Publications Database

Welcome to the new Schulich Peer-Reviewed Publication Database!

The database is currently in beta-testing and will be updated with more features as time goes on. In the meantime, stakeholders are free to explore our faculty’s numerous works. The left-hand panel affords the ability to search by the following:

  • Faculty Member’s Name;
  • Area of Expertise;
  • Whether the Publication is Open-Access (free for public download);
  • Journal Name; and
  • Date Range.

At present, the database covers publications from 2012 to 2020, but will extend further back in the future. In addition to listing publications, the database includes two types of impact metrics: Altmetrics and Plum. The database will be updated annually with most recent publications from our faculty.

If you have any questions or input, please don’t hesitate to get in touch.


Search Results

Brees, J.R., Kessler, S.R., Mahoney, K.T., Martinko, M.J., Randolph-Seng, B. and Shen, W. (2018). "An Examination of the Influence of Implicit Theories, Attribution Styles, and Performance Cues on Questionnaire Measures of Leadership", Journal of Leadership and Organizational Studies, 25, 116-133.

Open Access Download

Abstract We examined the direct and interactive effects of respondents’ implicit leadership theories (ILTs), attribution styles, and performance cues on leadership perceptions. After first assessing respondents’ implicit leadership theories and attribution styles, the participants were randomly assigned to one of nine performance cue conditions ([leader performance: low vs. average vs. high] × [follower performance: low vs. average vs. high]), observed the same leader’s behavior via video, and rated the leader by completing three leadership questionnaires. The results supported the notion that these three components of information have both direct and interactive effects on leadership perceptions as measured by the questionnaires. The three components of information accounted for about 10% of the variance in the three questionnaires. The results contribute to theories of information processing by demonstrating how ILTs, attribution styles, and performance cues interact to predict leadership perceptions. Implications regarding the meaningfulness, construct validity, and utility of leadership scales are discussed.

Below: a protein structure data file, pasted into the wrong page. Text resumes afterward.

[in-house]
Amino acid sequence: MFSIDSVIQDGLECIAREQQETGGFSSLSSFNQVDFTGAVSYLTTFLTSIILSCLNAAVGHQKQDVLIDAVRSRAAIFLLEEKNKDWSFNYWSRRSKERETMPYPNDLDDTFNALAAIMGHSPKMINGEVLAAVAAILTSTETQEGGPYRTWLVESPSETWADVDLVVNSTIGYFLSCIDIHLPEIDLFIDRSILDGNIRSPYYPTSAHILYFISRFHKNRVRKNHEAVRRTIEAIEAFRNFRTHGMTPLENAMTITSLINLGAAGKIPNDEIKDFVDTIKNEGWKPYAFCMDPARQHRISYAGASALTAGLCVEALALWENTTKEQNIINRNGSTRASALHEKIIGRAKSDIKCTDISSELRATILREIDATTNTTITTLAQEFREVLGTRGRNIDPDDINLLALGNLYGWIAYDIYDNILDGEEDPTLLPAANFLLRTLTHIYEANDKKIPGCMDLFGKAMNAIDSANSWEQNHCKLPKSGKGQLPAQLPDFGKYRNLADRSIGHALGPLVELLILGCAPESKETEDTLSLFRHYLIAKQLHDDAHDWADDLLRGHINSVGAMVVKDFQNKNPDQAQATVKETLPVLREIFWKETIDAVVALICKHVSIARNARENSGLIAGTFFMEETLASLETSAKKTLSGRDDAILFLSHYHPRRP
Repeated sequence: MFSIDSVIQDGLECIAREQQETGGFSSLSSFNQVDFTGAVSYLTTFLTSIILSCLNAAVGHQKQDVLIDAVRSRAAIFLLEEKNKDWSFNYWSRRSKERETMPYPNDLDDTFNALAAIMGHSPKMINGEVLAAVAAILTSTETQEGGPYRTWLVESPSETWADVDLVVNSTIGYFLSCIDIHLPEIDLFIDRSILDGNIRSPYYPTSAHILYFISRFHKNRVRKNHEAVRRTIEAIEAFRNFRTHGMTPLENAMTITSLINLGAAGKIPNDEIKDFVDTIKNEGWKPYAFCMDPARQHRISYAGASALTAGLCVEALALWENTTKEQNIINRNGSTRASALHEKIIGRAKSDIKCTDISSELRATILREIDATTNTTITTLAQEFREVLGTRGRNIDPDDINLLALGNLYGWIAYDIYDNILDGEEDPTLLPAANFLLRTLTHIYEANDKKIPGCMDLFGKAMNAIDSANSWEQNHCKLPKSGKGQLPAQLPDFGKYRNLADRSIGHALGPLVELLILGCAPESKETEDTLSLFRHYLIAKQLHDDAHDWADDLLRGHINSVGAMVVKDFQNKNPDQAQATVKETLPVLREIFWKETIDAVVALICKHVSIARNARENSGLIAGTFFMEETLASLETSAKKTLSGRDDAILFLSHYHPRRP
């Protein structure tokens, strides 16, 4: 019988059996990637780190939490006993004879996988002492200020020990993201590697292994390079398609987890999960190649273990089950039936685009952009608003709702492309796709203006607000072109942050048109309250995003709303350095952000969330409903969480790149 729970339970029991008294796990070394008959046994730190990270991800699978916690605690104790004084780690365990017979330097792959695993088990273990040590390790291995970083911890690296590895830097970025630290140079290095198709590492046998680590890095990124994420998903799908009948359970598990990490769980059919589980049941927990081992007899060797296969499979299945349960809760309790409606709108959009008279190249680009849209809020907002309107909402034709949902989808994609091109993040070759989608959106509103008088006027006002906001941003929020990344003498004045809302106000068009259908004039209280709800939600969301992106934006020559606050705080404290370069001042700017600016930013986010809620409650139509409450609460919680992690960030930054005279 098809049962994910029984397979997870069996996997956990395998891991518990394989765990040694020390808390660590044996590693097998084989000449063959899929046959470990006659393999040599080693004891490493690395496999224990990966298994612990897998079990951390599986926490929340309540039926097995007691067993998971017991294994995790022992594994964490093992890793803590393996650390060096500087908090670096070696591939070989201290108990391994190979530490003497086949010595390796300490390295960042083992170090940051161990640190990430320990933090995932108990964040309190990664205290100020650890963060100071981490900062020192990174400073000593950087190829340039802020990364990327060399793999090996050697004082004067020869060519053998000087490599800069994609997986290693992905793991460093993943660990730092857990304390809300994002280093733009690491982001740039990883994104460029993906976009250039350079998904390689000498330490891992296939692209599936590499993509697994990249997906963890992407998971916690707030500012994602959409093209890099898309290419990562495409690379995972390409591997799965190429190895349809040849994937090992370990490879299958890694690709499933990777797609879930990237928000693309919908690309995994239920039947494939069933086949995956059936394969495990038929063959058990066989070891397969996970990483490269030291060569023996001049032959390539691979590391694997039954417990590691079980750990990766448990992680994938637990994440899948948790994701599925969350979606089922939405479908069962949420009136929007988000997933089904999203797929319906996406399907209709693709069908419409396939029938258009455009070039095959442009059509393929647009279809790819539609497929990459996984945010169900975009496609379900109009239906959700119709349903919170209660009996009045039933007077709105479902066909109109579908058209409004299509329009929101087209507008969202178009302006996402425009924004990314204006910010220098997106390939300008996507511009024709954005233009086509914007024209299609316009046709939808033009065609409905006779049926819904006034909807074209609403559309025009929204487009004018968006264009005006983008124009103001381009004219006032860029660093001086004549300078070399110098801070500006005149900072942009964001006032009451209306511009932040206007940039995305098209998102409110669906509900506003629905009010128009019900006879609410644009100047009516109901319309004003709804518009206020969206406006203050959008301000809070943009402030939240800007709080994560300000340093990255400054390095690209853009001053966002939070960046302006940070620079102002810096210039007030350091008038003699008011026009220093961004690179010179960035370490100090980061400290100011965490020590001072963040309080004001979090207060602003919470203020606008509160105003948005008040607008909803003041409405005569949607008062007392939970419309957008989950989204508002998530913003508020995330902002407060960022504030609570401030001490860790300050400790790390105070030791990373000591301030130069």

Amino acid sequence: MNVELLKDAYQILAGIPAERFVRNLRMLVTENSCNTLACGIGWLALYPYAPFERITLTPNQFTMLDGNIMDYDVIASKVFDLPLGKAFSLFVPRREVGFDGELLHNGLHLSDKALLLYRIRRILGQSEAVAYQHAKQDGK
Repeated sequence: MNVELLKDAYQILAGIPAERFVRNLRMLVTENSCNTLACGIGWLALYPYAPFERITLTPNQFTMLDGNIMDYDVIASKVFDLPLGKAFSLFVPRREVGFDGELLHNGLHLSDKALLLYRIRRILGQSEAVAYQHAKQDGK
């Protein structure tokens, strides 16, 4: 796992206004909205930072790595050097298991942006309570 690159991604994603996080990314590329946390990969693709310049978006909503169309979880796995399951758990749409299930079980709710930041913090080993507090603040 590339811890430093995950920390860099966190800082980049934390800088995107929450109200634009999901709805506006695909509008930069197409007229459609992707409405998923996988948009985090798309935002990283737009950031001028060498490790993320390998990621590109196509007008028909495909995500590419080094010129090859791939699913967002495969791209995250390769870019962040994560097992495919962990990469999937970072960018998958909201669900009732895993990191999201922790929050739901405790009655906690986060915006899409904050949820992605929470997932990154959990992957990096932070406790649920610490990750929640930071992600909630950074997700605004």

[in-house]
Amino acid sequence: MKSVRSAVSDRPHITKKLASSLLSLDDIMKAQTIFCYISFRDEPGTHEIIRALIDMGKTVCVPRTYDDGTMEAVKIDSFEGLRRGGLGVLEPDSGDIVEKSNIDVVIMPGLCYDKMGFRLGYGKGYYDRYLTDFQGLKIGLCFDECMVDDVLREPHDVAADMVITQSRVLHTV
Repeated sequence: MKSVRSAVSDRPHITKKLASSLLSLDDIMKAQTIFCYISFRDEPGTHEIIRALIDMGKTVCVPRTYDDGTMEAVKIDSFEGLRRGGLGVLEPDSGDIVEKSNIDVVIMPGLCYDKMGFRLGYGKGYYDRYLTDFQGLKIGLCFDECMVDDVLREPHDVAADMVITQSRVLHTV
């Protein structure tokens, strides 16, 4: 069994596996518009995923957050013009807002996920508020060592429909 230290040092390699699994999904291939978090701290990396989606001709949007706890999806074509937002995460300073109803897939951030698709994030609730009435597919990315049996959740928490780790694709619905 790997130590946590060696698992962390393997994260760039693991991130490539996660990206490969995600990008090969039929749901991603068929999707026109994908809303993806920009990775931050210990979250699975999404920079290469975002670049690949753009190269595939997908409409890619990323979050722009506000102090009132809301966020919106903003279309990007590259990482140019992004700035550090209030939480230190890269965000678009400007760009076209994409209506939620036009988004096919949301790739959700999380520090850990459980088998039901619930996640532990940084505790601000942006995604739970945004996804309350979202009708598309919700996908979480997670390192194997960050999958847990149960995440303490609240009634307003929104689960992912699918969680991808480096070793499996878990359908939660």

Beatty, A.S., Kiger, T.B., Kuncel, N.R., Rigdon, J.L., Sackett, P.R. and Shen, W. (2012). "The Role of Socioeconomic Status in SAT-grade Relationships and in College Admissions Decisions", Psychological Science, 23, 1000-1007.

Open Access Download

Abstract This article examines the role of socioeconomic status (SES) in the relationships among college admissions-test scores, secondary school grades, and subsequent academic performance. Scores on the SAT (a test widely used in the admissions process in the United States), secondary school grades, college grades, and SES measures from 143,606 students at 110 colleges and universities were examined, and results of these analyses were compared with results obtained using a 41-school data set including scores from the prior version of the SAT and using University of California data from prior research on the role of SES. In all the data sets, the SAT showed incremental validity over secondary school grades in predicting subsequent academic performance, and this incremental relationship was not substantially affected by controlling for SES. The SES of enrolled students was very similar to that of specific schools’ applicant pools, which suggests that the barrier to college for low-SES students in the United States is a lower rate of entering the college admissions process, rather than exclusion on the part of colleges.